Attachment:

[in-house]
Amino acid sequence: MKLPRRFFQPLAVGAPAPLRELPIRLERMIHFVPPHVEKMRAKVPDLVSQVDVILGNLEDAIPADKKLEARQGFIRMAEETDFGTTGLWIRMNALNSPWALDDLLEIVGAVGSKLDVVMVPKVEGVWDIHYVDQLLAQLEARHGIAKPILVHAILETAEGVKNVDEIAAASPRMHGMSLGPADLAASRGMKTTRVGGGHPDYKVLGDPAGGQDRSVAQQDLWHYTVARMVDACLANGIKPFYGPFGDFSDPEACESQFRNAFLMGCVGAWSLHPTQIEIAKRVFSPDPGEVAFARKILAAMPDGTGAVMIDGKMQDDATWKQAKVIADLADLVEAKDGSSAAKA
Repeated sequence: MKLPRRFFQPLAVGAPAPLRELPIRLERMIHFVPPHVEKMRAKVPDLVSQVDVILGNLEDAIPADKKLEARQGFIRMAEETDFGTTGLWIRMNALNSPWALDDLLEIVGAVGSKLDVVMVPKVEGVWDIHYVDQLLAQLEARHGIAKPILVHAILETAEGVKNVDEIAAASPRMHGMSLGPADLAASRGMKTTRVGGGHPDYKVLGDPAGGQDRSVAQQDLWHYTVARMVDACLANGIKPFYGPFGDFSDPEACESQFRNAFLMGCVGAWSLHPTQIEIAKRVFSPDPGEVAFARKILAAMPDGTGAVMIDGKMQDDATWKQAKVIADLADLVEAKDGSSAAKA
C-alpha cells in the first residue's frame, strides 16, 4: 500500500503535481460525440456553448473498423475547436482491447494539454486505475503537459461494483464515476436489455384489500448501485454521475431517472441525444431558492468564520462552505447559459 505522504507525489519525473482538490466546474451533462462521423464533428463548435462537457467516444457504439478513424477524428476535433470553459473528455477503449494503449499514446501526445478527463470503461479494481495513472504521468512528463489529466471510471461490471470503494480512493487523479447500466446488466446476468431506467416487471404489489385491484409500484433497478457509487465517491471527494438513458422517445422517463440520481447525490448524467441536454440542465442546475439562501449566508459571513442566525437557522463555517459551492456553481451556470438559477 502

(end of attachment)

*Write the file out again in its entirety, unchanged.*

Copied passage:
[in-house]
Amino acid sequence: MKLPRRFFQPLAVGAPAPLRELPIRLERMIHFVPPHVEKMRAKVPDLVSQVDVILGNLEDAIPADKKLEARQGFIRMAEETDFGTTGLWIRMNALNSPWALDDLLEIVGAVGSKLDVVMVPKVEGVWDIHYVDQLLAQLEARHGIAKPILVHAILETAEGVKNVDEIAAASPRMHGMSLGPADLAASRGMKTTRVGGGHPDYKVLGDPAGGQDRSVAQQDLWHYTVARMVDACLANGIKPFYGPFGDFSDPEACESQFRNAFLMGCVGAWSLHPTQIEIAKRVFSPDPGEVAFARKILAAMPDGTGAVMIDGKMQDDATWKQAKVIADLADLVEAKDGSSAAKA
Repeated sequence: MKLPRRFFQPLAVGAPAPLRELPIRLERMIHFVPPHVEKMRAKVPDLVSQVDVILGNLEDAIPADKKLEARQGFIRMAEETDFGTTGLWIRMNALNSPWALDDLLEIVGAVGSKLDVVMVPKVEGVWDIHYVDQLLAQLEARHGIAKPILVHAILETAEGVKNVDEIAAASPRMHGMSLGPADLAASRGMKTTRVGGGHPDYKVLGDPAGGQDRSVAQQDLWHYTVARMVDACLANGIKPFYGPFGDFSDPEACESQFRNAFLMGCVGAWSLHPTQIEIAKRVFSPDPGEVAFARKILAAMPDGTGAVMIDGKMQDDATWKQAKVIADLADLVEAKDGSSAAKA
C-alpha cells in the first residue's frame, strides 16, 4: 500500500503535481460525440456553448473498423475547436482491447494539454486505475503537459461494483464515476436489455384489500448501485454521475431517472441525444431558492468564520462552505447559459 505522504507525489519525473482538490466546474451533462462521423464533428463548435462537457467516444457504439478513424477524428476535433470553459473528455477503449494503449499514446501526445478527463470503461479494481495513472504521468512528463489529466471510471461490471470503494480512493487523479447500466446488466446476468431506467416487471404489489385491484409500484433497478457509487465517491471527494438513458422517445422517463440520481447525490448524467441536454440542465442546475439562501449566508459571513442566525437557522463555517459551492456553481451556470438559477 502